Democrats plunge Monday into the uncharted waters for the first of two weeks of virtual conventions to nominate their presidential candidates and grapple with ways to energize their supporters without the traditional crowds or pageantry.
Former Vice President Joe Biden will receive the Democratic mantle this week and Republicans will formally back President Donald Trump next week.
But for the first time ever, Democratic speeches will be delivered remotely, from across 50 states and seven territories, rather than in an arena filled with thousands of cheering supporters. A preview of the sound of silence arrived Wednesday, at Biden’s first joint appearance with Sen. Kamala Harris as his running mate in a high school gym in Wilmington, Delaware. The eerie quiet risks dampening the excitement for everyone from the party’s rising stars to the nominees as they introduce themselves to a national audience.
The bigger threat is viewers tuning out. To
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QUOTE OF THE DAY
“Well, it’s not the hardest test. They have a picture and it says ‘what’s that’ and it’s an elephant,” — Chris Wallace of Fox News, interviewing President Trump about the mental acuity test that the President brags about acing.
Dave Killen/The Oregonian via Associated Press
Congress is taking up a new emergency relief bill. House Democrats have passed a $3 trillion bill, but Senate Republicans and the President say they want to spend less than $1 trillion. Extra unemployment benefits helping more than 30 million families will expire at the end of July if Congress doesn’t act.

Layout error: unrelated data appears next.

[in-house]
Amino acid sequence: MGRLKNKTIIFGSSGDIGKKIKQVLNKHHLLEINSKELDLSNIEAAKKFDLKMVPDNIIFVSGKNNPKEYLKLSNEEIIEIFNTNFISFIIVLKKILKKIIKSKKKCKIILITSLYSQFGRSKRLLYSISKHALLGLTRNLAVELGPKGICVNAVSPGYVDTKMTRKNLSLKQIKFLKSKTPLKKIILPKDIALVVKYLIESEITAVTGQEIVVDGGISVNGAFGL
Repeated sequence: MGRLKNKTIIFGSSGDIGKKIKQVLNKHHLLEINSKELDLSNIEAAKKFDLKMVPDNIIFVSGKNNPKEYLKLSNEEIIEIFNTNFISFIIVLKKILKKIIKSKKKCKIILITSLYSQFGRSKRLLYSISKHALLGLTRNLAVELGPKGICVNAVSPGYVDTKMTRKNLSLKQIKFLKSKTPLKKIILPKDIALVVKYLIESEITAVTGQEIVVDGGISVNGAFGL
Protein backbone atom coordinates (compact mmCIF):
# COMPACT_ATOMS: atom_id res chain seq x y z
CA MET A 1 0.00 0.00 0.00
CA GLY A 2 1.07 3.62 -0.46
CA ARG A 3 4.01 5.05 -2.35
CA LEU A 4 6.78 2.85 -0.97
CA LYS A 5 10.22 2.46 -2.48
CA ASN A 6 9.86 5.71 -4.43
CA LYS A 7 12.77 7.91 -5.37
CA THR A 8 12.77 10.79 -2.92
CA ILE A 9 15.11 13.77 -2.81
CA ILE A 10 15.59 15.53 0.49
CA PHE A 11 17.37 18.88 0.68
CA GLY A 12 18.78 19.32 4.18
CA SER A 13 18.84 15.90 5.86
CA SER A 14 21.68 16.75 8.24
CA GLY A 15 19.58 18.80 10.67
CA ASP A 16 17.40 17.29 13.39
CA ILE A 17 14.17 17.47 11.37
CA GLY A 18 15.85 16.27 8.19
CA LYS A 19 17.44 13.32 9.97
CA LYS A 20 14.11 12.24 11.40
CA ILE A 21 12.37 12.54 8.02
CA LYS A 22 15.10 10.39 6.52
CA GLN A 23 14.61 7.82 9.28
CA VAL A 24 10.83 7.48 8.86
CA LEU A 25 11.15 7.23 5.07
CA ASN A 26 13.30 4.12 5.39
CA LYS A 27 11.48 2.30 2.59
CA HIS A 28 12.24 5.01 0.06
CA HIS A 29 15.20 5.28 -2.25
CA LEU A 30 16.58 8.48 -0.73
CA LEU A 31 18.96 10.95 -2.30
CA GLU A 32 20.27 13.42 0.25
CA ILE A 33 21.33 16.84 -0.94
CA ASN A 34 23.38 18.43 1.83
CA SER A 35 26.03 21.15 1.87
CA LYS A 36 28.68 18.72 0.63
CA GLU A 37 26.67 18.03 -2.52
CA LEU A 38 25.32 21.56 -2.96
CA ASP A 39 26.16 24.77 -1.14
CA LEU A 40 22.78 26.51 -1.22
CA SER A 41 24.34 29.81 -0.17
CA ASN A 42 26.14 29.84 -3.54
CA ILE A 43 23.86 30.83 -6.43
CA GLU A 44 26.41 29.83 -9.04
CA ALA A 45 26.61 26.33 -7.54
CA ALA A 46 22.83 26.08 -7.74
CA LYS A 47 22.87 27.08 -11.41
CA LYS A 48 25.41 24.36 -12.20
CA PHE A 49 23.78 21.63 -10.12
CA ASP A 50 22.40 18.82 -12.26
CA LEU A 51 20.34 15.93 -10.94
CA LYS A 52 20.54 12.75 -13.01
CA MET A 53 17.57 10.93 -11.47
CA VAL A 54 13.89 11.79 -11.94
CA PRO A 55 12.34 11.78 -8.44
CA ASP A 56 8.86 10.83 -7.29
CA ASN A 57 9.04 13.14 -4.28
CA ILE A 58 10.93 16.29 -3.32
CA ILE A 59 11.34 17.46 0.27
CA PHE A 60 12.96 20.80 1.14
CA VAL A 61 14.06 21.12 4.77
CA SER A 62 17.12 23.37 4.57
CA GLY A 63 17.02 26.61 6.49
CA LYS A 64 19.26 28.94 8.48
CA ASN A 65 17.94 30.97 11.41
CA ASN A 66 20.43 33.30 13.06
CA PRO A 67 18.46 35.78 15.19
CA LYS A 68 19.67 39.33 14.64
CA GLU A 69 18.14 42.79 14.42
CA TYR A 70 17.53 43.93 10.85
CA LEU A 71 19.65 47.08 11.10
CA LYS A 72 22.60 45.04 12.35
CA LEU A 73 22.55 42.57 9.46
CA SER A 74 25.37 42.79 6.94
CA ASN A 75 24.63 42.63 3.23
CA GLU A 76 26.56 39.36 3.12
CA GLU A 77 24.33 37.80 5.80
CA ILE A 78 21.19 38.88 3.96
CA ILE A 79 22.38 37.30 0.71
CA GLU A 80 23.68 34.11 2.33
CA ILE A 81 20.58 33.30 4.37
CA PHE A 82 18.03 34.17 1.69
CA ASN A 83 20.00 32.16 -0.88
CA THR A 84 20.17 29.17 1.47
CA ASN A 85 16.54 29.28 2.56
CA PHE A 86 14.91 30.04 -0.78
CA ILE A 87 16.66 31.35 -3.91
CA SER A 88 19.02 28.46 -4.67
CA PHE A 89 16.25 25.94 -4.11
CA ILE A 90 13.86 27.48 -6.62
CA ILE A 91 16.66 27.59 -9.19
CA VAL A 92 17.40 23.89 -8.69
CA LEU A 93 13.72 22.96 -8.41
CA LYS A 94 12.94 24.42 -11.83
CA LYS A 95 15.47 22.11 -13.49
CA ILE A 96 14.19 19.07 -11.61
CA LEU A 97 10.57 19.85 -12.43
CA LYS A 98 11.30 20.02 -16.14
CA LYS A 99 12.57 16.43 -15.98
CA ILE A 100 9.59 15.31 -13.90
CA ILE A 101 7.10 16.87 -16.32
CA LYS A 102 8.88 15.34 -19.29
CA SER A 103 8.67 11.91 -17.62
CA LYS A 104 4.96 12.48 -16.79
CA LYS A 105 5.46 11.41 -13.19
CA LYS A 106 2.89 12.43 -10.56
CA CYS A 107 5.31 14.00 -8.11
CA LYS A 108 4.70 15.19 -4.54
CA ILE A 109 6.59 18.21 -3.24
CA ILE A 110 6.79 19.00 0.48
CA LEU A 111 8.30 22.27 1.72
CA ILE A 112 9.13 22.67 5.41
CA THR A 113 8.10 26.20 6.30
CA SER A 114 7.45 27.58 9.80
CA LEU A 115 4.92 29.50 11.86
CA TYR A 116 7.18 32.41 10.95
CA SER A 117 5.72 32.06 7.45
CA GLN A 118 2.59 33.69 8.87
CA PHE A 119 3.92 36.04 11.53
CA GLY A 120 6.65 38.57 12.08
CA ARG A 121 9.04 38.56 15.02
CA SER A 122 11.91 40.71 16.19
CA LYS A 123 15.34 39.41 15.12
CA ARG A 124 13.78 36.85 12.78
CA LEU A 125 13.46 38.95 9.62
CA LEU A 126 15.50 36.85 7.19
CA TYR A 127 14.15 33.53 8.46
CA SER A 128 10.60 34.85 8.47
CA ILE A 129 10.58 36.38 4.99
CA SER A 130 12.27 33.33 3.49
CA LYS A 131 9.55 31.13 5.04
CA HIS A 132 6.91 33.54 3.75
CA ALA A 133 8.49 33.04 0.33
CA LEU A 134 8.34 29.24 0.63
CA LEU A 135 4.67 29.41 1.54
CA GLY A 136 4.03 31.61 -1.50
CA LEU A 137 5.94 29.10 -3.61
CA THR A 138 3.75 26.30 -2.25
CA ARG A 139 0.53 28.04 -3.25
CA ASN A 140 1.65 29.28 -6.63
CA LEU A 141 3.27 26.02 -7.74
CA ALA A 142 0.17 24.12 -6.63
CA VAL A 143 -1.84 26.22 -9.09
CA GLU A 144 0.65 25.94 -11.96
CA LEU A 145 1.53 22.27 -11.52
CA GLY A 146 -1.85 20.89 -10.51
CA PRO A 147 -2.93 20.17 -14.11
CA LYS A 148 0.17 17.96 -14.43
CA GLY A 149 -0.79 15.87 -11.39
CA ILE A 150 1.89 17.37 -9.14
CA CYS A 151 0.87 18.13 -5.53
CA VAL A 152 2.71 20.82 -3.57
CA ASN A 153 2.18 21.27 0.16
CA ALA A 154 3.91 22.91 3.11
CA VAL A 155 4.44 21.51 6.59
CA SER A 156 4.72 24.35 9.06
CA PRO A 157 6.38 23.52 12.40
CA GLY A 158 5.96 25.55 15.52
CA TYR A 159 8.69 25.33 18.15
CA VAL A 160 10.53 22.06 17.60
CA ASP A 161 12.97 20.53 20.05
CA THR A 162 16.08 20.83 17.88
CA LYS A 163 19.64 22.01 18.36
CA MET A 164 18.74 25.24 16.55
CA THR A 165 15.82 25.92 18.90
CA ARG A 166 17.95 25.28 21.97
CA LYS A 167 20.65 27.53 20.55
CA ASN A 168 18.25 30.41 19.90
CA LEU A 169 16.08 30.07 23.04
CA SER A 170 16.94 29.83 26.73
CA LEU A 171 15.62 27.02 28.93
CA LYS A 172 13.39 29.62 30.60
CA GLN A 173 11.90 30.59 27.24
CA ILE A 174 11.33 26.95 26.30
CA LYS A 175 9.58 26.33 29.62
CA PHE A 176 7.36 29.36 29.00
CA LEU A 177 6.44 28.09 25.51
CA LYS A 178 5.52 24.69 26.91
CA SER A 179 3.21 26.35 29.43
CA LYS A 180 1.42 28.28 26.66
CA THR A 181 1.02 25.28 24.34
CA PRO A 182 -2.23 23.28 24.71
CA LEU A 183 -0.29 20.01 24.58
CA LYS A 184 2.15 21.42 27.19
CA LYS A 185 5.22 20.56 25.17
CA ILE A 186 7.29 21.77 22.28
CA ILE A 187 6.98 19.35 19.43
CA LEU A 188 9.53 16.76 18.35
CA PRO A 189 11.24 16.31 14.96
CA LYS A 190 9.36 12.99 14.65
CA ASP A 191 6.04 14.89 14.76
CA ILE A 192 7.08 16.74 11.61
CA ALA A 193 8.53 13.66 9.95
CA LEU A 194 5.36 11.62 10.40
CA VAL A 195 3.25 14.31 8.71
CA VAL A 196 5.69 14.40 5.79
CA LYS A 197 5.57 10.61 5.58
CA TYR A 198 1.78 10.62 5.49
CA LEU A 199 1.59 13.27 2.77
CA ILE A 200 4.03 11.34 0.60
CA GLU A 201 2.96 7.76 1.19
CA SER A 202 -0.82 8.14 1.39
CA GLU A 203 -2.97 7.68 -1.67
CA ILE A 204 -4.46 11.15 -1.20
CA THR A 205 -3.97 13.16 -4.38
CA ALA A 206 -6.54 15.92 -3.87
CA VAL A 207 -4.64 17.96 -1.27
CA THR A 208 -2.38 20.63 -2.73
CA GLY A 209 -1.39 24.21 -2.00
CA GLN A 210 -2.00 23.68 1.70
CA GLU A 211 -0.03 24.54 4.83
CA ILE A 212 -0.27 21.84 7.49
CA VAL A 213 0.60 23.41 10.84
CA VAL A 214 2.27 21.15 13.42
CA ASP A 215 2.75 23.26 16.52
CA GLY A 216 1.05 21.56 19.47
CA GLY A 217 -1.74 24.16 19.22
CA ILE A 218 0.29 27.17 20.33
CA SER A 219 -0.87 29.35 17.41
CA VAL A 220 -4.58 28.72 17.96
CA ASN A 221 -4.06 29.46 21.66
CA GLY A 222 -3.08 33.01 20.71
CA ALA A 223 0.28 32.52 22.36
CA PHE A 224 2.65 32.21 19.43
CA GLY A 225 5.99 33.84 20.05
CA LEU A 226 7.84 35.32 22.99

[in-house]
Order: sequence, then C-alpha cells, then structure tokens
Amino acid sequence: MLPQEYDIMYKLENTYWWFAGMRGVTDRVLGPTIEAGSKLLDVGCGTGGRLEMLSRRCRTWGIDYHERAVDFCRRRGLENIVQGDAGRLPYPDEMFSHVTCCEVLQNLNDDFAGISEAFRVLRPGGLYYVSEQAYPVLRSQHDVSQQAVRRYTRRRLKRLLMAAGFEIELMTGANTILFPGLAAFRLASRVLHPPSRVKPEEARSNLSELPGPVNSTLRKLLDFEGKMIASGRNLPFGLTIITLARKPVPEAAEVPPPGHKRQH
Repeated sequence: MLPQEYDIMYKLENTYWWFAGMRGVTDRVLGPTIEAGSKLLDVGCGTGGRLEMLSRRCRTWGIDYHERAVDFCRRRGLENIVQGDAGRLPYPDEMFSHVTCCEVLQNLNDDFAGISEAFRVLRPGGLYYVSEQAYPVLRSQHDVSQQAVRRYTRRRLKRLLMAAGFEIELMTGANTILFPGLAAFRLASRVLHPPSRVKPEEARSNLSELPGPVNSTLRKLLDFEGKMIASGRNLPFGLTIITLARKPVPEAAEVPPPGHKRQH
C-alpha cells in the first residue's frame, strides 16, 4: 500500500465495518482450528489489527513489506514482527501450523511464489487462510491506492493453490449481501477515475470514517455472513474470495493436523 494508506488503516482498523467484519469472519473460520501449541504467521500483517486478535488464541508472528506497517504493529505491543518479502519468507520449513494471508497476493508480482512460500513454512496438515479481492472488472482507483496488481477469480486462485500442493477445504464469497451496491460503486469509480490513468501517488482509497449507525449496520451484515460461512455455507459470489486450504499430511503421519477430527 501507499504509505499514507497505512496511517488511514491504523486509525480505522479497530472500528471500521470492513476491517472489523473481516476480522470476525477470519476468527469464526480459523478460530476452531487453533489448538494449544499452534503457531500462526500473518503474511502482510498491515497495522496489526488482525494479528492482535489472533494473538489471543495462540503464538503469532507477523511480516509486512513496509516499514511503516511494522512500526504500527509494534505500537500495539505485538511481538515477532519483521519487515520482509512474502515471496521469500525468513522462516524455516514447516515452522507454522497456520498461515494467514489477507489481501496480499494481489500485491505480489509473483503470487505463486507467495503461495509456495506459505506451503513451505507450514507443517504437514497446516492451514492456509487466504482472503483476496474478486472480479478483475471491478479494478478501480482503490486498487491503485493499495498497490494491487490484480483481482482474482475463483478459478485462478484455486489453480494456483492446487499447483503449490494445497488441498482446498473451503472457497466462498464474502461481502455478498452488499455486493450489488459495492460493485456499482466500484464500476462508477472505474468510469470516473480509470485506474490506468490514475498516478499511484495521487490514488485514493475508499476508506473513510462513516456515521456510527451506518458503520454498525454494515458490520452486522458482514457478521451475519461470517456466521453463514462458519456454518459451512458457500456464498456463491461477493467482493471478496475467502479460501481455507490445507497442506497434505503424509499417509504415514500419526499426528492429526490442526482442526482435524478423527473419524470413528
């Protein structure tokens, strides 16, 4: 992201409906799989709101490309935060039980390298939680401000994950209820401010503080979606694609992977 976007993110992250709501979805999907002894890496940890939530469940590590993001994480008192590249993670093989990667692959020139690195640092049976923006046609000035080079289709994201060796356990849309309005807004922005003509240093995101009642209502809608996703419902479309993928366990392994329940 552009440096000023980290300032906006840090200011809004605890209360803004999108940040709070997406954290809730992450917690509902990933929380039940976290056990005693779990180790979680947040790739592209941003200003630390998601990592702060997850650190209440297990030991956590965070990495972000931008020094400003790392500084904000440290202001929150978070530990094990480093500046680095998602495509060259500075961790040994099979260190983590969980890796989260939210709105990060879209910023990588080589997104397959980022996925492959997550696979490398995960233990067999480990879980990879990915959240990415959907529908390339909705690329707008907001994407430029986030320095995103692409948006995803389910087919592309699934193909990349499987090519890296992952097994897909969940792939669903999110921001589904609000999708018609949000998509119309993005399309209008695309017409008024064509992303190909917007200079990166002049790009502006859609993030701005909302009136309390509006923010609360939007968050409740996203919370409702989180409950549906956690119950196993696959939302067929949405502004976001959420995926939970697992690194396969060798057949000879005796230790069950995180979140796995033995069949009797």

The son of a federal judge was murdered and her husband was wounded. A gunman disguised as
Democrats and unions are stepping up pressure on the National Labor Relations Board to conduct its elections electronically to avoid the risks of in-person voting during the pandemic but are clashing with conservatives warning about fraud — mirroring the debate in the presidential race.
The NLRB, which oversees the elections that determine whether workers may form unions, is forbidden from collecting votes electronically by language included in every congressional appropriations bill since 2012. Now, as social distancing requirements continue to jeopardize in-person voting, labor groups want Congress to delete that language from fiscal 2021 spending packages and direct the agency to form its own electronic election system.
Republicans and right-to-work groups counter that conducting elections electronically opens the door to fraud and coercion on the part of labor organizations, echoing a charge that President Donald Trump has leveled at efforts to expand mail-in voting in the November election.
Democrats and many others are determined to defeat a toxic president and win governing power to beat back the pandemic, root out institutional racism, and build a robust, equitable economic recovery. Four months out, this all looks possible. Most Americans have never liked Donald Trump or the Republican agenda, and even fewer approve after their bungling efforts to limit damage from the pandemic. But mid-summer polls are not votes.
Nothing matters more right now for presumptive Democratic nominee Joe Biden’s campaign and its party and civic allies than taking specific steps to make sure that disillusioned Americans can actually vote this fall. Unfortunately, there are worrying signs of premature triumphalism. Too many liberals and progressives are debating policy details or diverting into battles about statues and implausible slogans. Even those concerned with ballot access are investing too much in lawsuits, long after conservative Supreme Court Justices (ruling from home) have